The case against GCSEs: what if they are making our children less educated?
GCSEs were designed as a nationally standardised measure of the outcomes of a child’s education at the point when most would leave. Now that all young people are expected to remain in education or training until the age of 18, the need for this "end point" measure has gone. This in itself is a reason to get rid of the qualifications, but there are more pressing and urgent problems than anachronism – GCSEs are downright damaging.
Relentless pressure on schools to produce passes means that responsibility for achievement lies with teachers, not children. This fosters a culture of passive dependency in children making transition into A-level or work problematic. Research by the British Chambers of Commerce finds that young people are leaving school are unfit for work. The BCC points to deficiencies in functional literacy and numeracy skills, in interpersonal and communication skills and in autonomy, creativity and initiative.
While one can challenge the right of business to assume that the role of school is to train children for work, we have to question what GCSEs qualify children for. The removal of speaking and listening from the assessed element of the English GCSE means that verbal communication suffers. A culture of spoon-feeding in schools removes agency and autonomy from pupils. The words “You don’t need this for the exam…” removes initiative. These practices are rife in a system focused on test outcomes over quality of experience.
But far worse than this is the impact they have on children. The day after he finished his GCSEs, my 16-year-old tipped all his books into the recycling bin.
“Ahhh,” he said “That felt like emptying my brain.”
For him, the point of school was to pass the tests. He had no respect for the knowledge he had gained. He literally dumped it in the bin. Research shows that little of the knowledge gained in a test transfers into proximal contexts such as the workplace. This might explain the BCC’s findings. But sadder than this is the loss of the love of learning.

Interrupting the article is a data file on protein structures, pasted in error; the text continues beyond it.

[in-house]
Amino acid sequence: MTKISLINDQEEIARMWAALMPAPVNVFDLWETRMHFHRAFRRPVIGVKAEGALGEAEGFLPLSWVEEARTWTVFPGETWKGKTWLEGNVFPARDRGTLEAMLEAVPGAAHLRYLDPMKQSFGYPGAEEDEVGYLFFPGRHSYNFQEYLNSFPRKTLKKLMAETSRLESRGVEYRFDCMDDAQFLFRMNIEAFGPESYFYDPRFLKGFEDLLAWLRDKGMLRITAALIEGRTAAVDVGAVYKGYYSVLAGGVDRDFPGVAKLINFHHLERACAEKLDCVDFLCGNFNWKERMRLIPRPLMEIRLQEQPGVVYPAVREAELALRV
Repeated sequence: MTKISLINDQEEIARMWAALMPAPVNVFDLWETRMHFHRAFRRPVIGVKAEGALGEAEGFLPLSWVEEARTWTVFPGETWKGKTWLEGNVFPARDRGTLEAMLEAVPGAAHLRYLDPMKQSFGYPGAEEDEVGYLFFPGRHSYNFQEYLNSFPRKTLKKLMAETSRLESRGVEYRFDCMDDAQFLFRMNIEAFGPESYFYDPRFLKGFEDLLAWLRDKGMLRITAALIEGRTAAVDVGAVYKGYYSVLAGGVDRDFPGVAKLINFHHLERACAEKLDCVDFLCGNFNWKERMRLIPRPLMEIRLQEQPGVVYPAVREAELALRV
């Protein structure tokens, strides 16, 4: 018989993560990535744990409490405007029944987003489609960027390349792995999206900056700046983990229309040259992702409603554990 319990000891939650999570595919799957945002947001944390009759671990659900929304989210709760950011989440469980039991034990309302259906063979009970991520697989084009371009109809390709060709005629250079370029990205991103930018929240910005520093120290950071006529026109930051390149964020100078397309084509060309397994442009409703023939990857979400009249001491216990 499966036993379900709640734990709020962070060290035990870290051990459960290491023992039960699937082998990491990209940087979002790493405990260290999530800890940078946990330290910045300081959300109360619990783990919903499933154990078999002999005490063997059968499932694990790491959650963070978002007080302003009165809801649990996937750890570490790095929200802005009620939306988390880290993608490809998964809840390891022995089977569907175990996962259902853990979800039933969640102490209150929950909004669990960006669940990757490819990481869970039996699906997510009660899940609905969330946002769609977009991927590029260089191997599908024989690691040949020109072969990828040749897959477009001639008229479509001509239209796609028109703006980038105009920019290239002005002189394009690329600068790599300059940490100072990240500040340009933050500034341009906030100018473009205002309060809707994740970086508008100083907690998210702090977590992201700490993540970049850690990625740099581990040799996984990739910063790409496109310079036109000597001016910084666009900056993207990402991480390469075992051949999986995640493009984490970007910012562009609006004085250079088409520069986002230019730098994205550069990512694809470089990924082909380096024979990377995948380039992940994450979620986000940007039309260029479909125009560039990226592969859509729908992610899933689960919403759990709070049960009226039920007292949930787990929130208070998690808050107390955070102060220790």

We need to radically reconsider what it is to be educated. There is too much conflation between academic study of maths and English as subjects and the functional skills required for living. It is possible to get a child through the maths GCSE by prepping them with enough skill to gain points in each question without actually having the knowledge to complete it. Partial knowledge adds up to a C, benefiting no one. Separating numeracy and literacy into a functional skills qualification that all pupils take would then allow those with an interest in maths and English as academic pursuits to take them as subjects in their own rights.
A relentless focus on key stage 4 in 11-16 schools means that in many cases children in Years 7-9 receive too little attention and challenge. Schools often plan backwards from GCSE criteria, resulting in Years 7 and 8 being taught content they studied in Years 3 and 4 at primary school. Planning in this way can lead to learned passivity, lowering resilience and autonomy. Without the GCSE syllabus as a marker, teachers could really foster a love of their subjects, stretching children way beyond the confines of an exam.
In addition to all this, we have an examination system cracking under the pressure. Undergraduates with no experience of teaching are marking papers as exam boards struggle to recruit examiners. Team leaders tell me that they have no confidence in the reliability of results. We can have little trust in the marking of exams any more and yet we put all our faith and the future hopes and dreams of our young people in them.
I have spoken to many who accept the argument that GCSEs are obsolete, but who make the case that it’s “too hard” to change the system – how would employers or colleges know what a child had done? But it would be possible for each child to have a portfolio from school with functional skills tests results, examples of work, personal statements and references and these would be used to progress. And besides, when was it good enough to say “we know it’s poor but it’s too hard to change” – what kind of aspirational thinking is that?
Read Tim Oates' case for GCSEs
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